But that isn't really the point. We are a democracy/republic/whatever you want to call us, not a totalitarian state or a dictatorship. And while we have become a corporate oligarchy, that is not what the Founders intended. Leaders work for us, and it is their job to serve us. Not try to be our mommies or daddies or gods and give us what they think is best for us at the time. And actually, maybe this is me being a cynic, but I do not trust any of our national politicians to lead us in that manner even if it were appropriate and constitutional for them to do so. I've observed our national politicians acting like spoiled whiny children as often or more often than the general population does.

    All that being said, I agree with you to a point. The American people are often too short-sighted to make the choices that are tough in the short-term but better in the long-term. That's where a good leader comes in.

    One small case in point: ending the corn subsidies would be much better for everyone in the long run. It would stop or at least greatly slow the production of HFCS and therefore the production of processed food; it would improve the nutrition quality of food available in the grocery store and would therefore improve the health of most Americans. But I'm not holding my breath for any politician to be willing to piss off the corn farmers in the short term in order to reach this long-term goal.

  5. CT-867-5309 Force Ghost

    Member Since:
    Jan 5, 2011
    star 5
    A leader should always care about his people's well-being, but he shouldn't let their stupidity get in the way of their own prosperity.
  6. keynote23 Jedi Grand Master

    Member Since:
    Jul 26, 2006
    star 1
    But what makes people worth caring about? What's the leader get out of it (barring the "pleasure" to serve us)?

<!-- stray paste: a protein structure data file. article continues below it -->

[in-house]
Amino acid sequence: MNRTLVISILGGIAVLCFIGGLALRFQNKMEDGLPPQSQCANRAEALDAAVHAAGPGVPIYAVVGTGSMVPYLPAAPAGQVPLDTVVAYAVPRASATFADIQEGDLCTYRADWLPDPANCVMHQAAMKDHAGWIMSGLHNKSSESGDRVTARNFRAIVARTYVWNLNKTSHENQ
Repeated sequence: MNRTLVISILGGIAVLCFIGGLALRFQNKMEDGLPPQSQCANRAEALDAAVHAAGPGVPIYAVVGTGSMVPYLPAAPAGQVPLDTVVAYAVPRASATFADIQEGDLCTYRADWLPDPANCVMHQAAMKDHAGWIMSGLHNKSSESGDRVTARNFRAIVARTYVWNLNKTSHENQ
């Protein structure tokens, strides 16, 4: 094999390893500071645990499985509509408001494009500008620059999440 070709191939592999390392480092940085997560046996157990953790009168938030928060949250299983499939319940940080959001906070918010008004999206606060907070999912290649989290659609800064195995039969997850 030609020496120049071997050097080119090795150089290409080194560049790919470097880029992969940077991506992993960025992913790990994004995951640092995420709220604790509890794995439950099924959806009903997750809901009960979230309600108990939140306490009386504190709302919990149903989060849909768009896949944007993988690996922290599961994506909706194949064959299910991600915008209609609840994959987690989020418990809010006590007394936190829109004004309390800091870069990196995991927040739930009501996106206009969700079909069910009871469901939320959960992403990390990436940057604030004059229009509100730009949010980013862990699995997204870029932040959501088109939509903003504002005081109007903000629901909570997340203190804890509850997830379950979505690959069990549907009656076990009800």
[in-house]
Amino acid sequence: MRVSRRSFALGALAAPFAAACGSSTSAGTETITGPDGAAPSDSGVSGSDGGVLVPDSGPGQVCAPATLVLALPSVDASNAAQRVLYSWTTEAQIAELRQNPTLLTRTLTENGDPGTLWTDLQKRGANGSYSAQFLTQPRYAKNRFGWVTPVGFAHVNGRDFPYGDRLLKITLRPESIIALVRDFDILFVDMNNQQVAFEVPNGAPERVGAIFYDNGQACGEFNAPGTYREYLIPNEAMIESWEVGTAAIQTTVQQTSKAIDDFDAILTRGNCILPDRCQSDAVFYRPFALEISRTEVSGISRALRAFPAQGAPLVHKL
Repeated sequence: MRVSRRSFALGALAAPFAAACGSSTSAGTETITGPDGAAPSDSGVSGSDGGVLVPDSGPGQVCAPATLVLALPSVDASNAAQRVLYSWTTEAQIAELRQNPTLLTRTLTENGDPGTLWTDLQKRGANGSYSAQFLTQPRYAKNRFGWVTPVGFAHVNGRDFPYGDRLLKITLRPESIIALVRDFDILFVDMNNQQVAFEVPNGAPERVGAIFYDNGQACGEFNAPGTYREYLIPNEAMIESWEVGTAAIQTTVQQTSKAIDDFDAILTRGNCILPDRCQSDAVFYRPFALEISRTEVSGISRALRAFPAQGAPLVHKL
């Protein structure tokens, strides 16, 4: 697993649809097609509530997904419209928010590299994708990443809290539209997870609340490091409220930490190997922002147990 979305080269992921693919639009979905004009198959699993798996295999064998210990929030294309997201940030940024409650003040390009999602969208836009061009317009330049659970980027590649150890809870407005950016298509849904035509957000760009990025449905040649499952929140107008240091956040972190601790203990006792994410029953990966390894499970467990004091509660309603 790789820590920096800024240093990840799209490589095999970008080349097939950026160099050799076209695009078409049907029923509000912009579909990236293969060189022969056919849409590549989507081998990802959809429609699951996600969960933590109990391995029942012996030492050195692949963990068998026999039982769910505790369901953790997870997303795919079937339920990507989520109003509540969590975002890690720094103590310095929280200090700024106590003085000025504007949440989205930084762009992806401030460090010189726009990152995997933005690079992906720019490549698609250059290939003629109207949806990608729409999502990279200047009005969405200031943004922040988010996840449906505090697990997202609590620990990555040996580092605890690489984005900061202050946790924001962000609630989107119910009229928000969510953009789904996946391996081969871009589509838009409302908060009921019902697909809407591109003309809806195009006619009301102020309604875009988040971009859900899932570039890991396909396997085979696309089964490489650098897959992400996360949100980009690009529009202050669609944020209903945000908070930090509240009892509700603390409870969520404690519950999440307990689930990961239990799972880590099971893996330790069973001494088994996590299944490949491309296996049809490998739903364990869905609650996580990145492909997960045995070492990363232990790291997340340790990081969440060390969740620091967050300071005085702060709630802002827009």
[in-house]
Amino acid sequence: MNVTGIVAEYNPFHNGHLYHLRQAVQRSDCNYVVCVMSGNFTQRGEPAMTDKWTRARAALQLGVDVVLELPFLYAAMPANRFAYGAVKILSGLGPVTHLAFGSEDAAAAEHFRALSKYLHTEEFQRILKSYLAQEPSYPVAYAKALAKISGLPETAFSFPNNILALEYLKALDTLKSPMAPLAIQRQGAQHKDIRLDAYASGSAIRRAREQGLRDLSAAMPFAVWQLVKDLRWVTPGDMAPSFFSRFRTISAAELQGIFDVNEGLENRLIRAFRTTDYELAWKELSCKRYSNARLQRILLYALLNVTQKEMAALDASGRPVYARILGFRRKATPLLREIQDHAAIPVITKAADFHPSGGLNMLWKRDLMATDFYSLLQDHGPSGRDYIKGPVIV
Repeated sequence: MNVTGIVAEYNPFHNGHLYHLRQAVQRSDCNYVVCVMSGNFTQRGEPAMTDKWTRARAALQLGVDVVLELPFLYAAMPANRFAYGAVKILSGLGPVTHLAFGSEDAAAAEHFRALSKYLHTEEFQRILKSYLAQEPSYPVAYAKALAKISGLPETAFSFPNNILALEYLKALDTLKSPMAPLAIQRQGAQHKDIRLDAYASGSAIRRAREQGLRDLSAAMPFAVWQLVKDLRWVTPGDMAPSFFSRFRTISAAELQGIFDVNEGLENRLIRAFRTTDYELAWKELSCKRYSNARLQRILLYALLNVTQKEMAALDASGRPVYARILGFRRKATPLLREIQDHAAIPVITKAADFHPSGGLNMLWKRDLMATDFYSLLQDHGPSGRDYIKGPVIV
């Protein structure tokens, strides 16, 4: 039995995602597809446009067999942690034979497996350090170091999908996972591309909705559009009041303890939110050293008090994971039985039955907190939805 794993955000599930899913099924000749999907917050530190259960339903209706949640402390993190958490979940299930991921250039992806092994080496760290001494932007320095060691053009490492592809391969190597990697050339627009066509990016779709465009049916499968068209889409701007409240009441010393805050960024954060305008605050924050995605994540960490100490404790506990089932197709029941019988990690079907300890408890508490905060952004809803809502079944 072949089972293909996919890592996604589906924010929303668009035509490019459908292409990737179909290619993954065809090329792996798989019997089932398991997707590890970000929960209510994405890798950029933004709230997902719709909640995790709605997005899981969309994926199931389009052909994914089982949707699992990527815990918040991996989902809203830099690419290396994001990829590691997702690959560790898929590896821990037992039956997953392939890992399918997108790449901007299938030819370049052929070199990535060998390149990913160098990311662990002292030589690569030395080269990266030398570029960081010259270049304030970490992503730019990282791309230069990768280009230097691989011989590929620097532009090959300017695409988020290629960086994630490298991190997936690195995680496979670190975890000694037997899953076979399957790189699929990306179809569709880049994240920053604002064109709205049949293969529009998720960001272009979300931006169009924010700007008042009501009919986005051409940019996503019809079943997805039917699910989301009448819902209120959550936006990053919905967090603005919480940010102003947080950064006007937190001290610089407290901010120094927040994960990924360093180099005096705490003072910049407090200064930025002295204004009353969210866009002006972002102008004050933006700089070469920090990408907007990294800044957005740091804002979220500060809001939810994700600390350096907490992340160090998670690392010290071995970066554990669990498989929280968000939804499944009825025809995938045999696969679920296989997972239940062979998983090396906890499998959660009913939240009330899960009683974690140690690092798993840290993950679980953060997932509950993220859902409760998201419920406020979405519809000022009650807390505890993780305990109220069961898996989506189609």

We keep saying leaders should serve us and that they should value us but why exactly?

    What makes us so important?

    I'll put forward an example. I think Stalin starved the Ukraine with communal agriculture because he personally wanted to see the Soviet Union exist the way he envisoned it it could be. That involved redirecting the food and letting 7,000,000 Ukranians starve.

    And this raises an important point of distinction.

    Many dictators/conquerors (albeit not all) have a grand vision they wish to fulfill for a given people and will force the people to bend to that vision. They care about the people insofar as the people will aid in the creation of that vision.
    Presidents and other elected leaders on the other hand must serve at the whim of the people who as a whole are typically not guided by much of a unifying vision beyond vague constitutional/religious/philosophical abstractions on which they often cannot agree anyway.

    Based on the above, I could see why a dictator would "care" about the people, but not why an elected official would. In the former case, the people are servants and potentially helpful aids to the ruler's vision. In the latter they are often obstinate, ignorant and capricious obstacles. The elected official is the servant in this case.

    Why would a servant care about a master who often seems utterly uninterested or ignorant of what that servant's job is or how difficult it might be? It's like an abusive boss. Why should you give a damn?